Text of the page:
So, what can be done?

Simple tweaks to help you reduce Zoom fatigue and keep your teams comfortable

There are a number of easy—but effective—ways to instantly help your employees lessen their video conferencing and meeting exhaustion.

Don’t default to meetings as the first option

The office default is to turn every question, challenge, or clarification into a meeting—simply because talking things out tends to lead to a faster resolution. But that doesn’t mean it’s necessary—or even best—for every situation.

In fact, overdoing meetings can lead to more stress, less productivity, and shallower decision-making. And we are doing more meetings. A study by researchers at the Harvard Business School found that people now are attending 13% more meetings and working longer hours.

So, instead of going down the meeting route each time, try and explore other methods. Use chat apps like Slack, Microsoft Teams, or similar to ask questions and brainstorm. Consider returning to classic options like email.

Even if it turns out you do need that call, sending questions and relevant materials beforehand can shorten the length of time required for the call and will allow the other party to thoroughly consider their answer and prep the needed materials beforehand.

If you do need a meeting, allow people to choose to have their cameras off

The video part of video calls is undeniably the biggest cause of stress. There are a number of reasons for this; people feel obliged to be hyper-attentive throughout, video calls don’t lend themselves to natural pauses, people hate being confronted with how they look on camera…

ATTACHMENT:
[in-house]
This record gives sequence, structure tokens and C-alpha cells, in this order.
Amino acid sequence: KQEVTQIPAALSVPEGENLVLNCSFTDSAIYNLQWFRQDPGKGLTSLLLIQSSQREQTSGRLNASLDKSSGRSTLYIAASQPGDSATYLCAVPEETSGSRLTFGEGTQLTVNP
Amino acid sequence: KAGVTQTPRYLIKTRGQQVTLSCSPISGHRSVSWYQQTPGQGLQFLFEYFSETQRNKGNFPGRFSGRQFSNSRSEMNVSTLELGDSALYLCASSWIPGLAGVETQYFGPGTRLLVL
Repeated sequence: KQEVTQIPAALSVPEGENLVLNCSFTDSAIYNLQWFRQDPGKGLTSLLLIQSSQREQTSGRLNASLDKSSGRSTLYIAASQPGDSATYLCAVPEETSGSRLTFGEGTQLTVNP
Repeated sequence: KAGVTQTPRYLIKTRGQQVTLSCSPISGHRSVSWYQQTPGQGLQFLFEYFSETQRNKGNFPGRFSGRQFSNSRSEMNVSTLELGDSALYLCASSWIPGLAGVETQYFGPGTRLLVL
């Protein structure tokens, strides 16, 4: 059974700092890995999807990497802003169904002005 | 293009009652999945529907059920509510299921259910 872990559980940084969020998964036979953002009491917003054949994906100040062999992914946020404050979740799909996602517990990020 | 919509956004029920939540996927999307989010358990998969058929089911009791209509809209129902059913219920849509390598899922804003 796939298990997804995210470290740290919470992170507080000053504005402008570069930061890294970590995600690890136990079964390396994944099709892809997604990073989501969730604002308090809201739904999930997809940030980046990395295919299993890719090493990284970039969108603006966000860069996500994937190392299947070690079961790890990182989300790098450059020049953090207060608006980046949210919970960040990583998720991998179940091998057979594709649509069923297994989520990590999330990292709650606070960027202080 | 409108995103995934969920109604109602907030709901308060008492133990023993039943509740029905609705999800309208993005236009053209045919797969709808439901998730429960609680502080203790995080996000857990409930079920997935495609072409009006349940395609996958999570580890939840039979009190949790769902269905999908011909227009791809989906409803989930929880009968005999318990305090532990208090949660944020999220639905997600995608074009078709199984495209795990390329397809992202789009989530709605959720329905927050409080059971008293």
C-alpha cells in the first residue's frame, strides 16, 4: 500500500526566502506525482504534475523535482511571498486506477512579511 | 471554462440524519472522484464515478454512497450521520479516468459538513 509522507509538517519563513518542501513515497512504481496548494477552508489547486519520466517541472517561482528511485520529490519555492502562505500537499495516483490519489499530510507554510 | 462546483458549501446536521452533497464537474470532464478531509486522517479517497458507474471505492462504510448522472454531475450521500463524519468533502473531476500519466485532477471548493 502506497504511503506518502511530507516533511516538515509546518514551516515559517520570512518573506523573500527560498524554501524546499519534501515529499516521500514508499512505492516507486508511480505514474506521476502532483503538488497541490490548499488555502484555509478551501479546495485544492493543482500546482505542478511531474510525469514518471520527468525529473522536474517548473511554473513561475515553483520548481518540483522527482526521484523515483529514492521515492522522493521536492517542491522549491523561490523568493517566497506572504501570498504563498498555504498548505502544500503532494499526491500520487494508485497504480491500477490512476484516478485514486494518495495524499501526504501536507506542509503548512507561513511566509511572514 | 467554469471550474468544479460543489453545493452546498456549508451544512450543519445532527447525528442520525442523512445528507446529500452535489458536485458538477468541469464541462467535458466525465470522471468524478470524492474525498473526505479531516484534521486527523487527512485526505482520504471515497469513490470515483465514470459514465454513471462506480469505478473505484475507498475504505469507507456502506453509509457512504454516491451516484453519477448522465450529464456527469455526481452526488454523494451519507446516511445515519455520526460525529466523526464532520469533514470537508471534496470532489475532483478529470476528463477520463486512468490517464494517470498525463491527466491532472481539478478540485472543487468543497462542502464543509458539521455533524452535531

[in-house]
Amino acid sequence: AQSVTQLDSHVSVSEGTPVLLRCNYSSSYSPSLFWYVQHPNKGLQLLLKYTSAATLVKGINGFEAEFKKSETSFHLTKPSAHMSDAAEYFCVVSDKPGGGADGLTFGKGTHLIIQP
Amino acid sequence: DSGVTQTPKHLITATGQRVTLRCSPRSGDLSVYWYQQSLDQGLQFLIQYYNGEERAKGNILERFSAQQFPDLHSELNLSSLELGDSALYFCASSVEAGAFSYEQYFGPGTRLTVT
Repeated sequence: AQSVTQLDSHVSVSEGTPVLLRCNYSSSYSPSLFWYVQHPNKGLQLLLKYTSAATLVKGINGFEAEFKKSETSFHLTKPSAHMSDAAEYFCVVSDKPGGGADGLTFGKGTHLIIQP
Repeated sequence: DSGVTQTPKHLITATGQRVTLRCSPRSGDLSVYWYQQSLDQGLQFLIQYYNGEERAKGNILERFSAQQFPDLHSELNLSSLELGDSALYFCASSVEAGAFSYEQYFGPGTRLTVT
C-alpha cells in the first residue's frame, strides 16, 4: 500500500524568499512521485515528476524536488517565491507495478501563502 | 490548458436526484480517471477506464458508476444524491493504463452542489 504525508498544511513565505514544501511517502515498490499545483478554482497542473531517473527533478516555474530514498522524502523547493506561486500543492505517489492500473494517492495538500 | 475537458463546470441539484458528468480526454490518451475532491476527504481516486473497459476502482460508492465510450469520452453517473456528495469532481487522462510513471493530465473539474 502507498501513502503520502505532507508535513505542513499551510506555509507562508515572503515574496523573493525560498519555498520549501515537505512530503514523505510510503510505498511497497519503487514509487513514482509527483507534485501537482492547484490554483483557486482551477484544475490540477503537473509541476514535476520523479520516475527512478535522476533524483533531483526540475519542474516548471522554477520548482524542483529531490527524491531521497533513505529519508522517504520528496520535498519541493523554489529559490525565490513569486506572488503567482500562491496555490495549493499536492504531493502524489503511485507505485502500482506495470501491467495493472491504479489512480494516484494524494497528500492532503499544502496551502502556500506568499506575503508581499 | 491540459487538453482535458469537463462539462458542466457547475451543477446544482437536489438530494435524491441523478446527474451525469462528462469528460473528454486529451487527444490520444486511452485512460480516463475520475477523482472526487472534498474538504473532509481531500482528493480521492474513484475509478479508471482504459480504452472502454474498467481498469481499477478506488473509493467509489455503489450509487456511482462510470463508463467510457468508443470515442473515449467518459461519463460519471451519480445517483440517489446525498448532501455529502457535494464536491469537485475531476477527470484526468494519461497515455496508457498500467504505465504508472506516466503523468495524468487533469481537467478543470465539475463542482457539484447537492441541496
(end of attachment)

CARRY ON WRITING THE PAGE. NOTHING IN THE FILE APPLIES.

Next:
There’s a simple, obvious fix. Normalize turning cameras off.

The simple act of turning cameras off can be a big relief to those who don’t feel at home on video. Even if it’s not for every call, just having the option can mean considerably less buildup of video-induced stress.

Of course, there are some who prefer to be able to see the faces of the people they’re on call with. A simple compromise could be to encourage people to have cameras on in smaller team meetings, but allow them to remain off for larger group meetings. Another option could be to have people set profile photos of their faces, so that people have the illusion of someone to talk to—even when cameras are off.

Have shorter meetings

Many employees find themselves sitting through hours of successive meetings without reprieve. This is particularly true for project leads and decision-makers, as they tend to have their fingers in more pies.

Unsurprisingly, these “never-ending” calls lead to exhaustion, are less effective, and can result in physical problems like bodily aches.

Try experimenting with shorter meetings. Try establishing new default timings—make 25-minute meetings the new half-hour, and 50-minute meetings the new hour. This gives your employees built-in time to stretch, get a refill, and breathe between meetings.